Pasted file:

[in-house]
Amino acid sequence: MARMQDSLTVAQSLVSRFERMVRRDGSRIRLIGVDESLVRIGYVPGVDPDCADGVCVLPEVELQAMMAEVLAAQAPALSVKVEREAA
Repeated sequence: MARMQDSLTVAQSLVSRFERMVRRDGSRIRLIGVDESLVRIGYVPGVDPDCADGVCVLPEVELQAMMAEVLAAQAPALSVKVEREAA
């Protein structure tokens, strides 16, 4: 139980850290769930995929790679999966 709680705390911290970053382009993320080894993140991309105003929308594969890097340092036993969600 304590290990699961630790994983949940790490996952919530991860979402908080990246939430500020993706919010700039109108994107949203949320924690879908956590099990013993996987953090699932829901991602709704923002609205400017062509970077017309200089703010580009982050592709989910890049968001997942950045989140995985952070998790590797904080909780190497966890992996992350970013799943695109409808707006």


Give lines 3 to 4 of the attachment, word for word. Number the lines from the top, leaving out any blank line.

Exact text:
Repeated sequence: MARMQDSLTVAQSLVSRFERMVRRDGSRIRLIGVDESLVRIGYVPGVDPDCADGVCVLPEVELQAMMAEVLAAQAPALSVKVEREAA
């Protein structure tokens, strides 16, 4: 139980850290769930995929790679999966 709680705390911290970053382009993320080894993140991309105003929308594969890097340092036993969600 304590290990699961630790994983949940790490996952919530991860979402908080990246939430500020993706919010700039109108994107949203949320924690879908956590099990013993996987953090699932829901991602709704923002609205400017062509970077017309200089703010580009982050592709989910890049968001997942950045989140995985952070998790590797904080909780190497966890992996992350970013799943695109409808707006």